by Rebekah Kates Lemke
Sunita Devi, right, shares information—via a CRS-developed mobile phone app—that will help Sanchita, pregnant with her fourth child, deliver a healthy baby. The app prompts community health workers like Sunita to deliver specific messages based on the stage of pregnancy.
When parents welcome a new baby, the family goes into picture overload, snapping first smiles, cute yawns and other must-have moments. Often those photos are taken on the fly with a cell phone. In India, CRS trains trusted health workers to use a cell phone app we developed to teach women how to have a healthy pregnancy and delivery, so those cherished memories can happen.
One in 5 of the world’s youngest children live in India. One in 4 children who die also are in India. In the rural district of Kaushambi, the newborn mortality rate is 84% higher and the maternal mortality rate 92% higher than the average in India. The cause is nearly always a lack of access to health care.
CRS is training and supporting community health workers. They interact regularly with mothers and other family members to detect illness and counsel people on health matters.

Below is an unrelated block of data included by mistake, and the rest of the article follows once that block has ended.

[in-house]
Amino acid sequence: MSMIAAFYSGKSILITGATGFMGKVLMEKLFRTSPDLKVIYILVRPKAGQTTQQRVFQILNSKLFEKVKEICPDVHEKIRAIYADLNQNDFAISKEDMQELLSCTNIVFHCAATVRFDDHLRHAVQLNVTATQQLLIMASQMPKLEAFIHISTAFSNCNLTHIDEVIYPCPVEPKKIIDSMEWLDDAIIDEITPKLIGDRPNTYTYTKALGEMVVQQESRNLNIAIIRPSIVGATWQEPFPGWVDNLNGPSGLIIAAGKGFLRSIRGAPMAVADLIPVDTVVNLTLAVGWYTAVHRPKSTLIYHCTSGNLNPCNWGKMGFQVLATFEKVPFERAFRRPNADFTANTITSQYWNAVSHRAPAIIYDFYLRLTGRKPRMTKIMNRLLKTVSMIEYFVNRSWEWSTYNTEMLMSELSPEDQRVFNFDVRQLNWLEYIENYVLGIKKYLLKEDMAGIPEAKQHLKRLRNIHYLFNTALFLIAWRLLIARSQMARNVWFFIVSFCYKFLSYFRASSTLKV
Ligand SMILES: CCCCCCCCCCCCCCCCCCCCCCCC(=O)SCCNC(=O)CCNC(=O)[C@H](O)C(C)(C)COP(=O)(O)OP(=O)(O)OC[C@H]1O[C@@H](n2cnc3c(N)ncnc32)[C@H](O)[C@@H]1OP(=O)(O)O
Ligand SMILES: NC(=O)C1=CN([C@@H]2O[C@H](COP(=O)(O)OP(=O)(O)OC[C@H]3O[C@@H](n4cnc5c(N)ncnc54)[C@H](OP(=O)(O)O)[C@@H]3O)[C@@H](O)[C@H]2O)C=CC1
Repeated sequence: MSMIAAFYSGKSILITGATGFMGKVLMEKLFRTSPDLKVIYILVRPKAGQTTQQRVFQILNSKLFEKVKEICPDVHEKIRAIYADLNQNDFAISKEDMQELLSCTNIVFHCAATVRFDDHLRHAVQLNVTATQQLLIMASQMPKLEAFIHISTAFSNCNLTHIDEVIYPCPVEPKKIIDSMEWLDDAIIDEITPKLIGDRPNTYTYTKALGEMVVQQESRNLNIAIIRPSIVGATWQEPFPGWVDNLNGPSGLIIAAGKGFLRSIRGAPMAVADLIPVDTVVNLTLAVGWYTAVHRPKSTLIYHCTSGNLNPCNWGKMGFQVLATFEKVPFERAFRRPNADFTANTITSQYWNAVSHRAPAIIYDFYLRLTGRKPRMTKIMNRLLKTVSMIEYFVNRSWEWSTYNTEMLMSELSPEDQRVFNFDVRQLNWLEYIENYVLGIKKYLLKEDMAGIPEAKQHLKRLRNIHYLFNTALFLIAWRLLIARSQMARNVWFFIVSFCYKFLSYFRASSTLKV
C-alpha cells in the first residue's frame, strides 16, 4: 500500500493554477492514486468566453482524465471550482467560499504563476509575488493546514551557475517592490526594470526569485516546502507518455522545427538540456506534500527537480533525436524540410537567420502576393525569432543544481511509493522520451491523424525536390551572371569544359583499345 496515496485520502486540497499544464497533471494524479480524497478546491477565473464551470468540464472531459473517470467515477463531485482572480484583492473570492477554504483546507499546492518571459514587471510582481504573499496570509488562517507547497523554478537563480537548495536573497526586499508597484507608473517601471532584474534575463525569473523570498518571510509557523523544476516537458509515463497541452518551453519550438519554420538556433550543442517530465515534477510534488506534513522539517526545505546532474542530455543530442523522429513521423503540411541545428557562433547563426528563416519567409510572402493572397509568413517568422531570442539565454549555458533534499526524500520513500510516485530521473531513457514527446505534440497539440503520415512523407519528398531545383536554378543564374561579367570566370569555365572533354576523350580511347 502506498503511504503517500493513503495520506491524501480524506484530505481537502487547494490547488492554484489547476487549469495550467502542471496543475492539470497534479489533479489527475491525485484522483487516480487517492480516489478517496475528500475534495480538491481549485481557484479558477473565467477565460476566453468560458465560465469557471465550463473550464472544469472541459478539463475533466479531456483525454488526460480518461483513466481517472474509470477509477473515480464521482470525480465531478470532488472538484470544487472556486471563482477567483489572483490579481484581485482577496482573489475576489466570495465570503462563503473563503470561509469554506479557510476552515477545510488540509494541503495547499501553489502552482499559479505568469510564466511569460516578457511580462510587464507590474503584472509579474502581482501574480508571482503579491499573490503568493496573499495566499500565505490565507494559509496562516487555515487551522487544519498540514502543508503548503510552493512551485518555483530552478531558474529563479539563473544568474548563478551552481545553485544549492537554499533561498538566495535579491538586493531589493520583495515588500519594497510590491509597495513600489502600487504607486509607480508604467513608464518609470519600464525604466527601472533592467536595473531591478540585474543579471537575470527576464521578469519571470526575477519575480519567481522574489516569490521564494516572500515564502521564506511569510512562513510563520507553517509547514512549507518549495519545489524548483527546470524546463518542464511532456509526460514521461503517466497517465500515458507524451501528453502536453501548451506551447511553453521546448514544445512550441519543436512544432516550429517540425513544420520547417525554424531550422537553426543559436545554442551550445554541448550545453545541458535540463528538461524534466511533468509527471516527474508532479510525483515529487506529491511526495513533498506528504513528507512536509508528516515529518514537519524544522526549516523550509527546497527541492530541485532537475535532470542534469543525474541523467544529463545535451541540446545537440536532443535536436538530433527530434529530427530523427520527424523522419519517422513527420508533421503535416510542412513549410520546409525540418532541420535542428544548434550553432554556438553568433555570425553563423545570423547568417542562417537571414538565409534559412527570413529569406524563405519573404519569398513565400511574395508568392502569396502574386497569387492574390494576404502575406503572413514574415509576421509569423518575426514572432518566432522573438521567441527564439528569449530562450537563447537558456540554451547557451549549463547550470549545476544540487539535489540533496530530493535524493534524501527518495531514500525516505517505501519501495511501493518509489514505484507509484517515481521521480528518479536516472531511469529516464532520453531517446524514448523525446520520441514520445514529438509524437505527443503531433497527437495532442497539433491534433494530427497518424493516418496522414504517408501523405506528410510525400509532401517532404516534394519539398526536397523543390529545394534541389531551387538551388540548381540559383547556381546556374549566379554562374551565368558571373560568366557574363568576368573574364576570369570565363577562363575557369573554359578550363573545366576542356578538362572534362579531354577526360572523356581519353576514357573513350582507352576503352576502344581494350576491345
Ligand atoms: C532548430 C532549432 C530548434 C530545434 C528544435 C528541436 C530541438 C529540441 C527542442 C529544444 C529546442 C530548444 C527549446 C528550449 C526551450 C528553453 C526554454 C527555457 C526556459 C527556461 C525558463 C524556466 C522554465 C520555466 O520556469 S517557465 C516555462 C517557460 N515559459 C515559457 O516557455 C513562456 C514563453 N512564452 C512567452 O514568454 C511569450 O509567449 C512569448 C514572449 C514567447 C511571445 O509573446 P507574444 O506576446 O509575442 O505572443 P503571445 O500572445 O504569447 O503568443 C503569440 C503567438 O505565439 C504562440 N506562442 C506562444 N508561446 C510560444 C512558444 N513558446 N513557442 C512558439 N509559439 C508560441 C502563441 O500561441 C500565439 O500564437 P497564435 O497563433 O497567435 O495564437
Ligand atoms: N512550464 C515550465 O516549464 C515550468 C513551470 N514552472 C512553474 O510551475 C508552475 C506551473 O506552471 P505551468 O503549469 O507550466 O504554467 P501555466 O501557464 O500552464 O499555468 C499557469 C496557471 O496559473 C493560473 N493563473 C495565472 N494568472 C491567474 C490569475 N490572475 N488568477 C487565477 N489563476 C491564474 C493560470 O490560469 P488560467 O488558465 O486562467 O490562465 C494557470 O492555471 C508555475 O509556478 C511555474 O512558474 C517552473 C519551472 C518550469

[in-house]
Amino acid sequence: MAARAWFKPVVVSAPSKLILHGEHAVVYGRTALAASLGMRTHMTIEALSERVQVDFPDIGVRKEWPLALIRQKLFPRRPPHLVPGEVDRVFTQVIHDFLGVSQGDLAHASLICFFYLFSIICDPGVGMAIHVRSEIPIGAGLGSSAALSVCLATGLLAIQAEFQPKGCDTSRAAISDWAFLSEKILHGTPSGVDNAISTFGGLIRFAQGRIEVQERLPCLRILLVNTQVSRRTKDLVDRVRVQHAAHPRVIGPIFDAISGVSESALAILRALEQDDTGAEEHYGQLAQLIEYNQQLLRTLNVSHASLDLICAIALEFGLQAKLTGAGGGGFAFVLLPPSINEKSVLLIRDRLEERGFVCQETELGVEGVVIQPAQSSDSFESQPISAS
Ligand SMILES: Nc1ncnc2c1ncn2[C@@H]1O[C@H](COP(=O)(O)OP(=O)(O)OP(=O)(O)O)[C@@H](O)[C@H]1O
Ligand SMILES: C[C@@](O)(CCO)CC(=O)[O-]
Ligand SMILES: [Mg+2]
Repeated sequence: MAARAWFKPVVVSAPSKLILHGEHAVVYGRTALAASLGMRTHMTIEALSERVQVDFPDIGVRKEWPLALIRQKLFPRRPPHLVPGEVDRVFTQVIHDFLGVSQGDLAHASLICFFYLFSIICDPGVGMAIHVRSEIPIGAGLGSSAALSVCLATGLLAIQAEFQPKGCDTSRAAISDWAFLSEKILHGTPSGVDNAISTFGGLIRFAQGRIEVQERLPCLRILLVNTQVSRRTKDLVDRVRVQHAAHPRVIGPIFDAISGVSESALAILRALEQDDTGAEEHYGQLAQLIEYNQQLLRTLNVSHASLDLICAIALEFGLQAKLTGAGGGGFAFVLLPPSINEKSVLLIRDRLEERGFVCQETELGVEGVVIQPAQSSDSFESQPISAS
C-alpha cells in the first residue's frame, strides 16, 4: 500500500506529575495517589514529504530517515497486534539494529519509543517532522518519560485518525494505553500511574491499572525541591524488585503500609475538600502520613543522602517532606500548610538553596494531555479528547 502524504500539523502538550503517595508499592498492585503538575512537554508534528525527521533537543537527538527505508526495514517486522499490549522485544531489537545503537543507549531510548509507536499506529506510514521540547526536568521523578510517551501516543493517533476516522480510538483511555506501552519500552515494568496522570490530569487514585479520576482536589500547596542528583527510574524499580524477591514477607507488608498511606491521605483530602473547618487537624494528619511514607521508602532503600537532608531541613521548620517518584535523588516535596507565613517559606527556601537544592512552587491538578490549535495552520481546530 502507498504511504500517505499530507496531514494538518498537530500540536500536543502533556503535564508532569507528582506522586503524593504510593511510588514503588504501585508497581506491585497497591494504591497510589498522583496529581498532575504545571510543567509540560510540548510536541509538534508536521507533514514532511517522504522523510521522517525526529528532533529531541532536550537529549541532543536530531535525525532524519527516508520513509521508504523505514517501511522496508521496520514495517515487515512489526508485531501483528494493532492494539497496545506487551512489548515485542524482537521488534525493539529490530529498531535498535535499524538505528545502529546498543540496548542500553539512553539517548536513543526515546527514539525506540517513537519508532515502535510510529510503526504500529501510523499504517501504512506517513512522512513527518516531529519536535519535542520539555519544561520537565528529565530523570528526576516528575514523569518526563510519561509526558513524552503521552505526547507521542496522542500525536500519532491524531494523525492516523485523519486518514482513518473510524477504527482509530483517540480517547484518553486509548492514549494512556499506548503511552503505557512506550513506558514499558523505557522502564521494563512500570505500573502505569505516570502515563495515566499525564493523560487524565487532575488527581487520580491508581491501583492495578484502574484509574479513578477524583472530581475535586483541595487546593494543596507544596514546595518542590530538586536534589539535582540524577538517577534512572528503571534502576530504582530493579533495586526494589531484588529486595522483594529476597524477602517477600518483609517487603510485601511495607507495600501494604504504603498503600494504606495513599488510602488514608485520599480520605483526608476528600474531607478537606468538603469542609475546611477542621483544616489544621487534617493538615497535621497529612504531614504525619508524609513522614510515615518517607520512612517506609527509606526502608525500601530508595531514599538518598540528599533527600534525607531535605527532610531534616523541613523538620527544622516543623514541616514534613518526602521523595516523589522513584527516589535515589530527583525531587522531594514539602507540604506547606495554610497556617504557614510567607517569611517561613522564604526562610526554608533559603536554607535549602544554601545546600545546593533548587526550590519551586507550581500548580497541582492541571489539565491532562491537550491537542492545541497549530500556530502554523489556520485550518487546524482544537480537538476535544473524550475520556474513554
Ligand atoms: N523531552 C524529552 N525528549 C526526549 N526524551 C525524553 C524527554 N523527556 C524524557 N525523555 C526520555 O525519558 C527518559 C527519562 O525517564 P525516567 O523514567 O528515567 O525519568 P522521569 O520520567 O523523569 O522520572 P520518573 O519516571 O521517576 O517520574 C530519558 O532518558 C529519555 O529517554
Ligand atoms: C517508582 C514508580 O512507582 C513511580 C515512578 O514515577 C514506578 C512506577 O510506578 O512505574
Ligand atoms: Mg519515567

Sunita Devi, a mother of five, works with CRS to counsel other mothers about the needs of their developing babies—both inside the womb and in their first year after birth.
Sunita Devi is one of these community health workers. She is also a mother of 5. She married at age 14 and had her first child at 16. Although she is just learning to read and write, the CRS app helps her communicate appropriate and timely health information.
The app prompts health workers to communicate specific audio messages during each visit. It also records information about a woman’s pregnancy, nutrition and delivery. And the health workers watch for signs of illness among the families they counsel.
After a baby is delivered, the app continues to track the child’s development through his or her crucial first year of life. This keeps families connected to the health system and promotes timely care for women and newborns.
Community health workers like Sunita say the app helps them manage their workload as well, so they can focus on counseling families and communicating key health messages.
Although Sunita couldn’t read or write before becoming a health worker, she now can type letters on her phone’s keypad and is learning to write with a pen and paper. She bought a book with some of her earnings to practice reading. Her 13-year-old daughter is her teacher.
CRS hopes to expand this project beyond the Kaushambi district. You can help us expand the use of technologies like the one described here by joining our new faithACTS initiative.
Rebekah Kates Lemke is a web producer for Catholic Relief Services. She is based in Baltimore, Maryland.